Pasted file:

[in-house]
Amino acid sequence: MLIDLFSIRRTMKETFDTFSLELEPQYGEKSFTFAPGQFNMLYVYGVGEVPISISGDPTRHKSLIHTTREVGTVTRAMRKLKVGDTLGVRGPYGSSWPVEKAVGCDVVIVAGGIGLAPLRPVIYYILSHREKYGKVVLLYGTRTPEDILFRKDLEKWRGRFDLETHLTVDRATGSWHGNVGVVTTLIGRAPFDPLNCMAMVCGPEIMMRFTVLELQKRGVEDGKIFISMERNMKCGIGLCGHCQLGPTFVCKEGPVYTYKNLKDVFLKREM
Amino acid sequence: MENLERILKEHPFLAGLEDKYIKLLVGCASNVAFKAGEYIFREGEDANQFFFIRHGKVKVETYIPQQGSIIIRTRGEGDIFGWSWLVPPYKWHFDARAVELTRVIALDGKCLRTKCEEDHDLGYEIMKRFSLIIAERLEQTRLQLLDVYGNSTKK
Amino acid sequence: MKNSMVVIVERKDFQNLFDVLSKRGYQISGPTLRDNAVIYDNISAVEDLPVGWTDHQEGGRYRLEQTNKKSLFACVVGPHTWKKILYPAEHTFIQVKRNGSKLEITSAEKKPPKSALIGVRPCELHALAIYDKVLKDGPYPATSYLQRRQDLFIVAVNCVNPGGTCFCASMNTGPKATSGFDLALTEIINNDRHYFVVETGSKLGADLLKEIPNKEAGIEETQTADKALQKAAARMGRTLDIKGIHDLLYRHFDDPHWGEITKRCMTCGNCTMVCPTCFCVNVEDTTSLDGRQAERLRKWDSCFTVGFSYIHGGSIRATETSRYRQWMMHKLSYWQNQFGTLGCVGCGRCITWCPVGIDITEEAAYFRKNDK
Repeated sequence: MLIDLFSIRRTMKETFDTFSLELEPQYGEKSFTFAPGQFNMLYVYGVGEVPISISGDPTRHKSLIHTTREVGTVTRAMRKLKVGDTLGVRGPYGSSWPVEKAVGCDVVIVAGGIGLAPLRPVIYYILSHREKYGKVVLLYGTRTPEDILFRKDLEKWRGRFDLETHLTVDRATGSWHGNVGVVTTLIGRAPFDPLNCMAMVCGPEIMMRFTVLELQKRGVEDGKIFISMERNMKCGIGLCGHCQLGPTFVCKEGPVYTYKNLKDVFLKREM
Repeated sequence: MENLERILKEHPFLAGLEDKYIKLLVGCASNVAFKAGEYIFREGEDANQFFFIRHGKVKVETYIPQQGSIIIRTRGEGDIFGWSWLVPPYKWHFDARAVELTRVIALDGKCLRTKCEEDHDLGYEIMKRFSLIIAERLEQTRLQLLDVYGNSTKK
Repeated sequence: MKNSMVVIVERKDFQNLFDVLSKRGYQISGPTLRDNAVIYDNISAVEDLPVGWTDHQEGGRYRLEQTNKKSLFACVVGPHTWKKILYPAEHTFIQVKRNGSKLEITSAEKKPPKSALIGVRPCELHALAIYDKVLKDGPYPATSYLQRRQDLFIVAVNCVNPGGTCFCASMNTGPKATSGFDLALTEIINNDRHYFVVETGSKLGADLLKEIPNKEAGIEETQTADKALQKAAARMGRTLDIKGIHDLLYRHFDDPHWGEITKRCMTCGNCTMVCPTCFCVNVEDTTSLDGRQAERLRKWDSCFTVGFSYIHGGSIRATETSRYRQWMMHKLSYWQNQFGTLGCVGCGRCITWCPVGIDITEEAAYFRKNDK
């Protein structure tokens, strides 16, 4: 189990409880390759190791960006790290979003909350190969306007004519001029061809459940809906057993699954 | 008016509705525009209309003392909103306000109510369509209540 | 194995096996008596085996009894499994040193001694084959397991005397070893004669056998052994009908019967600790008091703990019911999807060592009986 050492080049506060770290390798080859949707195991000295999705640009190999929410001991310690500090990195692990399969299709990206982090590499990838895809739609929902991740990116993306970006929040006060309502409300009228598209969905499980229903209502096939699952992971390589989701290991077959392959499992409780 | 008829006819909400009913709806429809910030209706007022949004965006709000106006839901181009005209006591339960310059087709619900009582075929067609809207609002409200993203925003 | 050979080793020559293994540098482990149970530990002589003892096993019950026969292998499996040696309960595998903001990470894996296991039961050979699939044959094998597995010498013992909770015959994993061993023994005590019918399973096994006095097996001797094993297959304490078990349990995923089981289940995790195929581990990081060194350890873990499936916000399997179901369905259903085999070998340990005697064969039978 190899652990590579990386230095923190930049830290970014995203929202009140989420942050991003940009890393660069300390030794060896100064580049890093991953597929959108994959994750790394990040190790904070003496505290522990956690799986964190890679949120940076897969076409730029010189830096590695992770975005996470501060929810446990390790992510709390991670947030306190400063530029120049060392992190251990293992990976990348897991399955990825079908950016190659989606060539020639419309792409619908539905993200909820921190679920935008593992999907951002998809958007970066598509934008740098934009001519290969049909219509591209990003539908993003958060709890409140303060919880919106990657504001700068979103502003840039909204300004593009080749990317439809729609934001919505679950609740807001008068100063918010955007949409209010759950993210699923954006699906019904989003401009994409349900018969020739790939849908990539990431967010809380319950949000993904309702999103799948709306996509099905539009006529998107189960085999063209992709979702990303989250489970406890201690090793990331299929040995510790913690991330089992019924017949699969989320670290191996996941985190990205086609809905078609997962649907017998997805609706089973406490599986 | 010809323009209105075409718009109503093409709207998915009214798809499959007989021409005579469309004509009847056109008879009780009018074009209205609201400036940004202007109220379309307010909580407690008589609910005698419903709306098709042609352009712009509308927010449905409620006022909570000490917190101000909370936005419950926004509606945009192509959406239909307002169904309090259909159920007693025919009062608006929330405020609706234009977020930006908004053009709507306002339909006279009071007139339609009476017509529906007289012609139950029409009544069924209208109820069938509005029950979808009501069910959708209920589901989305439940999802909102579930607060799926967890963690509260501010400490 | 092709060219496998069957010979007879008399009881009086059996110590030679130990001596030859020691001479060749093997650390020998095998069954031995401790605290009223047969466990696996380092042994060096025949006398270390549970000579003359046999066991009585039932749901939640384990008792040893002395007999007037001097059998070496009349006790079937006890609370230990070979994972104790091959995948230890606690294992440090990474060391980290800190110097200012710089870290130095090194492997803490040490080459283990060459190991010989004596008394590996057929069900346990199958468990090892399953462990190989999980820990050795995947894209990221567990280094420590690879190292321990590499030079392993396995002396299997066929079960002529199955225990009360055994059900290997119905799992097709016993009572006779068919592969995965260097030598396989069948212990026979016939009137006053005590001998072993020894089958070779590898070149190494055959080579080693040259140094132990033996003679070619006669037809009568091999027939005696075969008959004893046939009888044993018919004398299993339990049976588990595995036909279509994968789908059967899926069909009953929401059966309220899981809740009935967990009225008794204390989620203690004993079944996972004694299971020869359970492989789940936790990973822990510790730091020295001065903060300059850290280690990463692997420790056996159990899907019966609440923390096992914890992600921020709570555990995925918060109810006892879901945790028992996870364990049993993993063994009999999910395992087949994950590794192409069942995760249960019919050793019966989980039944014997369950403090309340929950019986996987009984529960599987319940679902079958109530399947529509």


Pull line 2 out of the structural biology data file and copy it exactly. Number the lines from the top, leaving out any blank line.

Amino acid sequence: MLIDLFSIRRTMKETFDTFSLELEPQYGEKSFTFAPGQFNMLYVYGVGEVPISISGDPTRHKSLIHTTREVGTVTRAMRKLKVGDTLGVRGPYGSSWPVEKAVGCDVVIVAGGIGLAPLRPVIYYILSHREKYGKVVLLYGTRTPEDILFRKDLEKWRGRFDLETHLTVDRATGSWHGNVGVVTTLIGRAPFDPLNCMAMVCGPEIMMRFTVLELQKRGVEDGKIFISMERNMKCGIGLCGHCQLGPTFVCKEGPVYTYKNLKDVFLKREM